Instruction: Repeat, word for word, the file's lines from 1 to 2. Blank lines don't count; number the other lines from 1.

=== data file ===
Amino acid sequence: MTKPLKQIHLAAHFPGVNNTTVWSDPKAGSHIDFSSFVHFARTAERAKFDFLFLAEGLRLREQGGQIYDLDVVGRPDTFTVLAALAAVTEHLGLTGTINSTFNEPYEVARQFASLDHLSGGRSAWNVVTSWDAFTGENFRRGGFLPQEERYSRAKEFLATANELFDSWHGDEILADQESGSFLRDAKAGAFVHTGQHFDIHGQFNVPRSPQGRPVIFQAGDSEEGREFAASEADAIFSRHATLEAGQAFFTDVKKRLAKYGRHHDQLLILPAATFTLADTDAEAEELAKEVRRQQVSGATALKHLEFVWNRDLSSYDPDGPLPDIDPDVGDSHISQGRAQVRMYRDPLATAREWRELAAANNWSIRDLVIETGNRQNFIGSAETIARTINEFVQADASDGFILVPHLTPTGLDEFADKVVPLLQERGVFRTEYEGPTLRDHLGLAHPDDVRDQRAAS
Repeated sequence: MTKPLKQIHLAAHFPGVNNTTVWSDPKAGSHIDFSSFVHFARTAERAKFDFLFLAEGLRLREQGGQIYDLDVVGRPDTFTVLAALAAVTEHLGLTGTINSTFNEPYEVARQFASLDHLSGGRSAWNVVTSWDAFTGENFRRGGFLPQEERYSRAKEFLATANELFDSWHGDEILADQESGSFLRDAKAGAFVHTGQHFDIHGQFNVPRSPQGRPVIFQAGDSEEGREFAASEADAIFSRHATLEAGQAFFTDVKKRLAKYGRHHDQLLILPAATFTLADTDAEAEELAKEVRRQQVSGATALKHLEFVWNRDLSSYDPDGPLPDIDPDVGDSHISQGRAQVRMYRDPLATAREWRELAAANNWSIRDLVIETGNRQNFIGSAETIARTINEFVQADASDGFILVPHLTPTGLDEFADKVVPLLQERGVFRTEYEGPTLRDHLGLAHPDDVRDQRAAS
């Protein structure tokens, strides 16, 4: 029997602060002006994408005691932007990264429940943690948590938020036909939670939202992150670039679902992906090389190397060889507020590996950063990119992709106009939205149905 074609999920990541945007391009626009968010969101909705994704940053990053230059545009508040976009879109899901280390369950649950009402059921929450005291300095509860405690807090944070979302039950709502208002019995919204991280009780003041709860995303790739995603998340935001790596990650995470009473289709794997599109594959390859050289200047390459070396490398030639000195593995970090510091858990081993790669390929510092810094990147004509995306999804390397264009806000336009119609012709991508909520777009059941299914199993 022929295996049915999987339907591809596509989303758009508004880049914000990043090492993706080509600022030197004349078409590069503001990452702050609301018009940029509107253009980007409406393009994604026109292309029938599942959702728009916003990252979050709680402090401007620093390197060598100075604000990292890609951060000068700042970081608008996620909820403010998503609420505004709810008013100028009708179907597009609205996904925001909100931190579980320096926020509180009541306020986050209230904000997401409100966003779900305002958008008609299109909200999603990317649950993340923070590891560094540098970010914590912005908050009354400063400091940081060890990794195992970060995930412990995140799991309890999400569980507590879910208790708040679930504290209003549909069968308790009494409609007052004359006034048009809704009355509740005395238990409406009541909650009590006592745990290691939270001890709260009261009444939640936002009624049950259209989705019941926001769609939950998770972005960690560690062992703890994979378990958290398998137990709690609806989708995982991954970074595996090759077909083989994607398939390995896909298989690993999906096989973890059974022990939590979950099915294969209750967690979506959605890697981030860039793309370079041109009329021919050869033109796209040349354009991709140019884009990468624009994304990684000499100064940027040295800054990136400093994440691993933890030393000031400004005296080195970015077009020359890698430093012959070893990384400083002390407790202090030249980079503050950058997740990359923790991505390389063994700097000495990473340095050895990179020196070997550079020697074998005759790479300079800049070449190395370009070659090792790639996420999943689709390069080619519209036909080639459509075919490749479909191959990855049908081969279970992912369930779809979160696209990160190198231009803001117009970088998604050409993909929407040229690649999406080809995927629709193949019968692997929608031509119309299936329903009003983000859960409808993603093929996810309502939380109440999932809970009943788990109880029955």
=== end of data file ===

Amino acid sequence: MTKPLKQIHLAAHFPGVNNTTVWSDPKAGSHIDFSSFVHFARTAERAKFDFLFLAEGLRLREQGGQIYDLDVVGRPDTFTVLAALAAVTEHLGLTGTINSTFNEPYEVARQFASLDHLSGGRSAWNVVTSWDAFTGENFRRGGFLPQEERYSRAKEFLATANELFDSWHGDEILADQESGSFLRDAKAGAFVHTGQHFDIHGQFNVPRSPQGRPVIFQAGDSEEGREFAASEADAIFSRHATLEAGQAFFTDVKKRLAKYGRHHDQLLILPAATFTLADTDAEAEELAKEVRRQQVSGATALKHLEFVWNRDLSSYDPDGPLPDIDPDVGDSHISQGRAQVRMYRDPLATAREWRELAAANNWSIRDLVIETGNRQNFIGSAETIARTINEFVQADASDGFILVPHLTPTGLDEFADKVVPLLQERGVFRTEYEGPTLRDHLGLAHPDDVRDQRAAS
Repeated sequence: MTKPLKQIHLAAHFPGVNNTTVWSDPKAGSHIDFSSFVHFARTAERAKFDFLFLAEGLRLREQGGQIYDLDVVGRPDTFTVLAALAAVTEHLGLTGTINSTFNEPYEVARQFASLDHLSGGRSAWNVVTSWDAFTGENFRRGGFLPQEERYSRAKEFLATANELFDSWHGDEILADQESGSFLRDAKAGAFVHTGQHFDIHGQFNVPRSPQGRPVIFQAGDSEEGREFAASEADAIFSRHATLEAGQAFFTDVKKRLAKYGRHHDQLLILPAATFTLADTDAEAEELAKEVRRQQVSGATALKHLEFVWNRDLSSYDPDGPLPDIDPDVGDSHISQGRAQVRMYRDPLATAREWRELAAANNWSIRDLVIETGNRQNFIGSAETIARTINEFVQADASDGFILVPHLTPTGLDEFADKVVPLLQERGVFRTEYEGPTLRDHLGLAHPDDVRDQRAAS